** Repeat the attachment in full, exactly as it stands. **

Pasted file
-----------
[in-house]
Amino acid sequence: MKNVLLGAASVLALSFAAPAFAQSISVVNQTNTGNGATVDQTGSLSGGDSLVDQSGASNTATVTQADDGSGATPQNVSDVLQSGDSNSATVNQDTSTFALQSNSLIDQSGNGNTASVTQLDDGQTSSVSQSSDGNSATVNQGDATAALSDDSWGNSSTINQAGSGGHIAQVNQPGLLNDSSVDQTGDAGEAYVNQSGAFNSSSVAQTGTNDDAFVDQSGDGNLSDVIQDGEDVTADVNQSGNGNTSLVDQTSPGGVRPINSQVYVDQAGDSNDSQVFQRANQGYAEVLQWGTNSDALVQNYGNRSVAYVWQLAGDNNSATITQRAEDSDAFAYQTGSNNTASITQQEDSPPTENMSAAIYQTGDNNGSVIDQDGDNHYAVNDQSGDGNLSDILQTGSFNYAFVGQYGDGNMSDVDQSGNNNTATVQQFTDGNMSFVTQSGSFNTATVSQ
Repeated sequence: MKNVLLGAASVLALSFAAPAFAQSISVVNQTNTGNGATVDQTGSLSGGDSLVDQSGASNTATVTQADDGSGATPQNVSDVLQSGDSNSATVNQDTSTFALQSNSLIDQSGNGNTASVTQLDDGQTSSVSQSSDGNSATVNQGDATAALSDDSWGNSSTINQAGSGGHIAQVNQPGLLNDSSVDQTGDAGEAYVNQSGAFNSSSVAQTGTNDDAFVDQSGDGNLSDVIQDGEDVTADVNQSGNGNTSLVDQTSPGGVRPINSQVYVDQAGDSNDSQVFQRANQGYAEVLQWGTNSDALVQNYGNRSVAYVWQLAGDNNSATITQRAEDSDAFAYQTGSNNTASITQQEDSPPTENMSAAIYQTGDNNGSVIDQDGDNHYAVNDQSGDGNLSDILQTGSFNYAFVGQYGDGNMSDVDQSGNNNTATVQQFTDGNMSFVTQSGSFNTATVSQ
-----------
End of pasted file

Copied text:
[in-house]
Amino acid sequence: MKNVLLGAASVLALSFAAPAFAQSISVVNQTNTGNGATVDQTGSLSGGDSLVDQSGASNTATVTQADDGSGATPQNVSDVLQSGDSNSATVNQDTSTFALQSNSLIDQSGNGNTASVTQLDDGQTSSVSQSSDGNSATVNQGDATAALSDDSWGNSSTINQAGSGGHIAQVNQPGLLNDSSVDQTGDAGEAYVNQSGAFNSSSVAQTGTNDDAFVDQSGDGNLSDVIQDGEDVTADVNQSGNGNTSLVDQTSPGGVRPINSQVYVDQAGDSNDSQVFQRANQGYAEVLQWGTNSDALVQNYGNRSVAYVWQLAGDNNSATITQRAEDSDAFAYQTGSNNTASITQQEDSPPTENMSAAIYQTGDNNGSVIDQDGDNHYAVNDQSGDGNLSDILQTGSFNYAFVGQYGDGNMSDVDQSGNNNTATVQQFTDGNMSFVTQSGSFNTATVSQ
Repeated sequence: MKNVLLGAASVLALSFAAPAFAQSISVVNQTNTGNGATVDQTGSLSGGDSLVDQSGASNTATVTQADDGSGATPQNVSDVLQSGDSNSATVNQDTSTFALQSNSLIDQSGNGNTASVTQLDDGQTSSVSQSSDGNSATVNQGDATAALSDDSWGNSSTINQAGSGGHIAQVNQPGLLNDSSVDQTGDAGEAYVNQSGAFNSSSVAQTGTNDDAFVDQSGDGNLSDVIQDGEDVTADVNQSGNGNTSLVDQTSPGGVRPINSQVYVDQAGDSNDSQVFQRANQGYAEVLQWGTNSDALVQNYGNRSVAYVWQLAGDNNSATITQRAEDSDAFAYQTGSNNTASITQQEDSPPTENMSAAIYQTGDNNGSVIDQDGDNHYAVNDQSGDGNLSDILQTGSFNYAFVGQYGDGNMSDVDQSGNNNTATVQQFTDGNMSFVTQSGSFNTATVSQ